Jacob K. Peters' first mariage was to Helena Hiebert on March 23, 1880. Thirteen months after this marriage, his wife died leaving Jacob with a three week-old-daughter named Sara. It is quite possible that his daughter was given to another family to be taken care of.
[a line missing due to clipping]
Jacob Peters' second wife, Aganetha Kauenhoven, died July 3,1892. Later that fall, on Nov. 17, he married for the third time to a young lady named Saara Harder. She was 17 years younger than her husband, but they proved to be a compatible couple.
Due to the shortage of land and the severe winters, some Mennonites from the Manitoba West Reserve chose to move south. Oregon, Kansas and the Dakotas became the home for only a few and this did not take on proportions of a mass migration. Included, in this group was Jacob Peters and his wife.
[line missing due to clipping]
John Caswell homesteaded the SW 12-39-4-W3 and purchased as a pre-emption quarter the quarter SE 12 which Jacob Peters also selected. Mr. Caswell was not residing on this land when Jacob Peters and his wife decided to squat on it. Mr. Caswell had moved off the land and had not made the necessary improvements on it, but had not canceled his entry so no one else was entitled to move onto this land. Since good land was hard to find, Jacob Peters had moved onto this land, assuming that if he resided on it he would have the first choice to it when the entry was finally canceled by Mr. Caswell.
The Peters were ordered off this land on June 30, 1902, by the Dominion Lands Agent at Prince Albert. Jacob Peters appealed this decision by writing to the Honorable Clifford Sifton in Ottawa, the . . . .
[line missing due to clipping] . . . . .and two hogs in 1905; six cattle, three .horses and two hogs in 1906. The location of this second homestead was probably not coincidental. Their neighbors included many Mennonites, including their friends, the Penners, from North Dakota. In about 1905 the area of Clark's Crossing had grown considerably and a need was felt for education for the children. Since there were many Penner families in the area, the school was named the Penner School. Jacob K. Peters served on the first school organization committee.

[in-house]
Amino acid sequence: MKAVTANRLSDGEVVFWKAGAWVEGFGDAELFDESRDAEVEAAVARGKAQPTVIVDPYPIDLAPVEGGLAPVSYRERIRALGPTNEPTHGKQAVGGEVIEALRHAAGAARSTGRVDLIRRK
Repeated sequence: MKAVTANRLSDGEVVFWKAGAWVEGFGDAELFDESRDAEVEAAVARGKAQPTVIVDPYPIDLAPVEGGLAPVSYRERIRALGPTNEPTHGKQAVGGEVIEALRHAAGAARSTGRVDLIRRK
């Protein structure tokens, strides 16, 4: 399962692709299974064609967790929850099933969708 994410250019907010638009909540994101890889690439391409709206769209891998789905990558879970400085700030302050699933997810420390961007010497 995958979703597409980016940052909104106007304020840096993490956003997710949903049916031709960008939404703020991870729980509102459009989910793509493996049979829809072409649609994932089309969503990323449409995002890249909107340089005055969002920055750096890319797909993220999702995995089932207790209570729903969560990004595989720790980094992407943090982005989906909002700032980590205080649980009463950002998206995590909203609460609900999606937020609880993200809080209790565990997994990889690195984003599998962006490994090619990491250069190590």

As can be seen from their past history, the Peters' had moved many times in the course of their lives. Their stay at Clark's Crossing was also short lived. They moved into the village of Schoenwiese, (north of Warman approx. 10 miles), for a couple of years. Jacob's father had died in 1893 and his stepmother married a Jacob Guenter. Mr. Guenter homesteaded a mile southwest of Schoenwiese village. Many of Jacob's step-brothers and sisters also lived in the area, so the move to Schoenwiese placed him closer to his family.
One man who was then a young boy remembers the day that the Peters moved to Schoenwiese from Clark's Crossing. The wagon was loaded but the horses just refused to pull it. In desperation, Mr. Peters put dirt in the horses' ears which was believed to settle them down.
[line missing due to clipping]
Jacob Peters and his third wife, Saara Harder, never had any children together. They both apparently enjoyed the presence of children in their home. As they got older, they felt a need for some physical help around the home. Jacob Doell, a son of Johann and Helena Doell of Schoewiese, went to live with the Peters in the village of Osler. Jacob Doell went to school during the day. In exchange for room and board, Jacob would help with the daily chores like milking the cow and chopping firewood.
The Peters were both mem bers of the Bergthaler Mennonite Church. Services were held in the village of Osler in homes and in the surrounding area as well. Delegates from the Bergthaler Church were sent to find a new home for their people in 1921. The government was now forcing these Mennonite people to send their children to the English public schools. When these Mennonites arrived in Canada in 1873, they had been promised by the federal government that they would be able to operate their own schools with their own curriculum and in the language of their choice (namely, German). Now the government leaders took this control of their schools away from these Mennonites. The dele. . . . . .
Mr.and Mrs. John D. Klaasen, Warman.